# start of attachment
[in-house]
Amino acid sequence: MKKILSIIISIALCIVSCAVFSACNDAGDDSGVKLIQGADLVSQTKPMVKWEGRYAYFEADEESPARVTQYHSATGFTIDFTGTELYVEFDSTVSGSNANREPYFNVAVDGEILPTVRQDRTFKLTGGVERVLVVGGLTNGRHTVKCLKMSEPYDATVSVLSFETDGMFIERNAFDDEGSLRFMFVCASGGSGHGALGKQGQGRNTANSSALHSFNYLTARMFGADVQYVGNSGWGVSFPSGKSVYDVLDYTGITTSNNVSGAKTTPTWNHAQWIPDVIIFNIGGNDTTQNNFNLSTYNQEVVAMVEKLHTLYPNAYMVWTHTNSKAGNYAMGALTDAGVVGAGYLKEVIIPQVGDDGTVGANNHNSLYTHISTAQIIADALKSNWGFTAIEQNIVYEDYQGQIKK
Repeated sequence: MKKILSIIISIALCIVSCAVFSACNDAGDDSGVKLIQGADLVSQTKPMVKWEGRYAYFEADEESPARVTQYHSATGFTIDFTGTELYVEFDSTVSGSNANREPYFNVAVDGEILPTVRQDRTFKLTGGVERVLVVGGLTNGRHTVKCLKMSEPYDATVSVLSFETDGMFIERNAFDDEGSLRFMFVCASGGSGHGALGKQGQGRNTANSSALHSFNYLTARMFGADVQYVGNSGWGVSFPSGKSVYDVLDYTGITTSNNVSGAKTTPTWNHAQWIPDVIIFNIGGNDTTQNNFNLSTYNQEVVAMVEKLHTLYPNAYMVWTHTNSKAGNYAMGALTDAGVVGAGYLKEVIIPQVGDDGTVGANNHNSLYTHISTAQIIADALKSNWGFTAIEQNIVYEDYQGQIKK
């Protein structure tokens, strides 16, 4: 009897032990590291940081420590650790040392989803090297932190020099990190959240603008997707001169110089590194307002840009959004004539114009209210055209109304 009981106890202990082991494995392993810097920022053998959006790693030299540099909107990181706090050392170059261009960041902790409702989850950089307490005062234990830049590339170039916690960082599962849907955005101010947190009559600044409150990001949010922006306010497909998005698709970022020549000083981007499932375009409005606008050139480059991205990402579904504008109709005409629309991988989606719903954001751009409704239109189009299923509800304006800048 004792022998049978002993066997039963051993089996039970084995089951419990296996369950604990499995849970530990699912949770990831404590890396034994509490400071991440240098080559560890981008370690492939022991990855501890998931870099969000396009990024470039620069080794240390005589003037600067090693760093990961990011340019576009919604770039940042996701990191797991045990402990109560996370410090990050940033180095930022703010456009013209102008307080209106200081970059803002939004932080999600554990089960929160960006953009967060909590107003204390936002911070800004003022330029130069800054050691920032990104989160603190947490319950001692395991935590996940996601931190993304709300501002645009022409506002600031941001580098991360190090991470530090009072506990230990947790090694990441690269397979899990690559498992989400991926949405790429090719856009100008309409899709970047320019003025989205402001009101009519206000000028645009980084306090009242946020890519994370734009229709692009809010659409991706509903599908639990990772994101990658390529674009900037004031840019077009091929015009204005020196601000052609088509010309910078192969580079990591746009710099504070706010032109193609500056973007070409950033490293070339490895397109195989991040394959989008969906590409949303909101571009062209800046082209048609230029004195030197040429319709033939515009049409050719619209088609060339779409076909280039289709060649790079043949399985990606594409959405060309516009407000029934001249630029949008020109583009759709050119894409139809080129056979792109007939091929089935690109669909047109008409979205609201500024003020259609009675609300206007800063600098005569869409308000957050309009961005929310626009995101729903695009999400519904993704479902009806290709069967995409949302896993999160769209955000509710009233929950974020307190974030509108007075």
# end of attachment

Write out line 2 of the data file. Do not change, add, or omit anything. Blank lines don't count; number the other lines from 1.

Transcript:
Amino acid sequence: MKKILSIIISIALCIVSCAVFSACNDAGDDSGVKLIQGADLVSQTKPMVKWEGRYAYFEADEESPARVTQYHSATGFTIDFTGTELYVEFDSTVSGSNANREPYFNVAVDGEILPTVRQDRTFKLTGGVERVLVVGGLTNGRHTVKCLKMSEPYDATVSVLSFETDGMFIERNAFDDEGSLRFMFVCASGGSGHGALGKQGQGRNTANSSALHSFNYLTARMFGADVQYVGNSGWGVSFPSGKSVYDVLDYTGITTSNNVSGAKTTPTWNHAQWIPDVIIFNIGGNDTTQNNFNLSTYNQEVVAMVEKLHTLYPNAYMVWTHTNSKAGNYAMGALTDAGVVGAGYLKEVIIPQVGDDGTVGANNHNSLYTHISTAQIIADALKSNWGFTAIEQNIVYEDYQGQIKK